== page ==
Bit awkward that they all wore the same t-shirt.

Bit awkward that they all wore the same t-shirt.

6. The Professional Photographs

Nothing says representin’ like a professional photographer. It’s cool to spend loads of money on a hotel if there’s at least some pictorial evidence that people were there. What more can be said? As with a lot of USI’s initiatives it’s about “media reach” and how many headlines can be generated. Not so much about changing things or engaging with the 250 000 students they claim to represent. John Logue claimed that USI has improved its media reach by 500%. Well since 2009 the “student registration charge” has been changed to the “student contribution” and has increased by 150%. That’s 900 euro to 2 250 euro but hey at least we’ve reached more people.

7.  The Bad Theme Parties

Remember when you were in first year in college? Maybe living away from home for the first time, ever have a themed night? Really anything you want, from a cocktail party to watching the Lord of the Rings triology all the way through. You get the general idea; you probably grew out of it fairly lively too. Well USI congress is like a Neverland for (SOME) students that never want to grow up. It’s much easier to run in elections year after year. Spending longer in paid sabbatical positions than you actually spent as a student is cool.

I was there last year. It was something horrific to do with some bad TV show on MTV. Imagine the fake tanned bonanza. All Jersey Shored up. I sound bitter and cynical, only because I am. The tokenistic congress floor upset at our national binge drinking culture while such a string vest orgy went on the same night. Representin’.

8. Procedural Motions

Do you know your 9 a from your 9 e? Well neither does anyone else so it doesn’t really matter. Steering Committee will guide the way on this.

Do look out for the procedural motions being used in an attempt to shut down important debates. Last year it was suggested that the Bank Bailout of 2008 wasn’t a student issue and it shouldn’t really be debated at USI congress. The delegates agreed and the debate was finished. Representin’.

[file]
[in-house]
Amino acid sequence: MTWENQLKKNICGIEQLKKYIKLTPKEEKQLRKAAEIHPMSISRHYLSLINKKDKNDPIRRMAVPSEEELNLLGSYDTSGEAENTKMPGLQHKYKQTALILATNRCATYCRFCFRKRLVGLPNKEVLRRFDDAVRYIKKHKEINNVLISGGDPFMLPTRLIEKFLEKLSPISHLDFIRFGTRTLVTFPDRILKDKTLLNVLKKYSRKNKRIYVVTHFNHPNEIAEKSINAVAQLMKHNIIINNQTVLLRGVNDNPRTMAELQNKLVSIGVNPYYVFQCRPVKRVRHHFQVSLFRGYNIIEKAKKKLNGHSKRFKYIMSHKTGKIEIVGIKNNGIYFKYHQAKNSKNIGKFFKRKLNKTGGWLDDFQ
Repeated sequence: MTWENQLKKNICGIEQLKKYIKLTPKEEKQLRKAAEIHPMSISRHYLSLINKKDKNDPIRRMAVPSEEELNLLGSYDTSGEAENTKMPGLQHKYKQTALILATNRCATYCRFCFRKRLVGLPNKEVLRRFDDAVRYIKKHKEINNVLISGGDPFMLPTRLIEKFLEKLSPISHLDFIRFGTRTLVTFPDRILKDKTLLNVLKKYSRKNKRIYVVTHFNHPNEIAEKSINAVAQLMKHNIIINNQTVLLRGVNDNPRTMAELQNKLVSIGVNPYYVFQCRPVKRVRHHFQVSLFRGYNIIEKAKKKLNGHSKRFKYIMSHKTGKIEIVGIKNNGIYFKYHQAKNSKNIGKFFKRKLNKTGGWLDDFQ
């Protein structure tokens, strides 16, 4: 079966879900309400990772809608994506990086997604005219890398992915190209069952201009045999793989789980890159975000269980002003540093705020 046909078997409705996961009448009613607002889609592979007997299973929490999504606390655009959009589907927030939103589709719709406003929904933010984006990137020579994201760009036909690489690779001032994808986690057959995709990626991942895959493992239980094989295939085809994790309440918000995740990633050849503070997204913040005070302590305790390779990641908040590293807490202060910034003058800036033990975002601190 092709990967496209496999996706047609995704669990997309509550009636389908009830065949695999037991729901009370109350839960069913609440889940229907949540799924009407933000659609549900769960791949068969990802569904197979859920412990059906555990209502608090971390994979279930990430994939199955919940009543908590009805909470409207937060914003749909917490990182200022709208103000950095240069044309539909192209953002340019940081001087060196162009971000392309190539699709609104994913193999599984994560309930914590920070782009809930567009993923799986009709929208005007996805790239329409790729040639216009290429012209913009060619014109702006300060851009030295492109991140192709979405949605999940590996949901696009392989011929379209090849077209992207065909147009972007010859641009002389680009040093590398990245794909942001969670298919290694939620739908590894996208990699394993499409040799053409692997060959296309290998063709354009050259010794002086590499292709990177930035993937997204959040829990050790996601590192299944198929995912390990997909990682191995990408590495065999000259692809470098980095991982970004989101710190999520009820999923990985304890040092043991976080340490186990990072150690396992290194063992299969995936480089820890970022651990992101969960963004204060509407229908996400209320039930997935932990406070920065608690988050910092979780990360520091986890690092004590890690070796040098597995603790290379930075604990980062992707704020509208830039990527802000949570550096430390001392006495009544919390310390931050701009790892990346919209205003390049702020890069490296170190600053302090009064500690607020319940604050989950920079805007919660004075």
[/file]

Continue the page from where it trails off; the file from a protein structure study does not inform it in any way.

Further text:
9. UCD

That big elephant in the room, they’ve a delegation bigger than your’s and they look gaunt and scary. Possibly from spending their days walking around Belfield lost in the concrete jungle.

They’re an endangered species though. In a recent referendum on the campus a mighty 12% of members of UCDSU voted and the majority decided they wanted to leave USI. So poor old Paddy Guiney is like a captain without a ship, running in an election for USI Officer Board but with his own organisation playing the waiting game on relationship that’s very Ross and Racheal and less Bertie and Thomas Byrne.

10. The debates

Last year it was the fees issue. On the first night of congress there was an almighty debate about USI’s policy on third level funding. In a victory for all that is good and holy the vote was put back to a special congress in May because it might have been a tincy bit undemocratic otherwise.

This elucidated a very clear split in the room. East versus West. Pale versus everyone else. It was like the Cold War just with fewer nuclear weapons and more tweeting.

Then the whole situation got out of hand when a motion about government funding of private secondary schools was brought up. The debate went on for hours. We were told how “not everyone that goes to a private school has a BMW, some people had Volvos” and my own personal favourite “well we didn’t get to go on a family holiday this year and my sister is in a private secondary school.”

And of course when talking about debates it would be remiss not to mention the hustings and how bad they can be. We had the hilarious situation of John Logue and Ciaran Nevin arguing about who left Fianna Fail first at the Presidential debate last year. As anyone knows you can’t leave Fianna Fail, it cuts like a knife and the scars run deep. All the way to Australia some would say.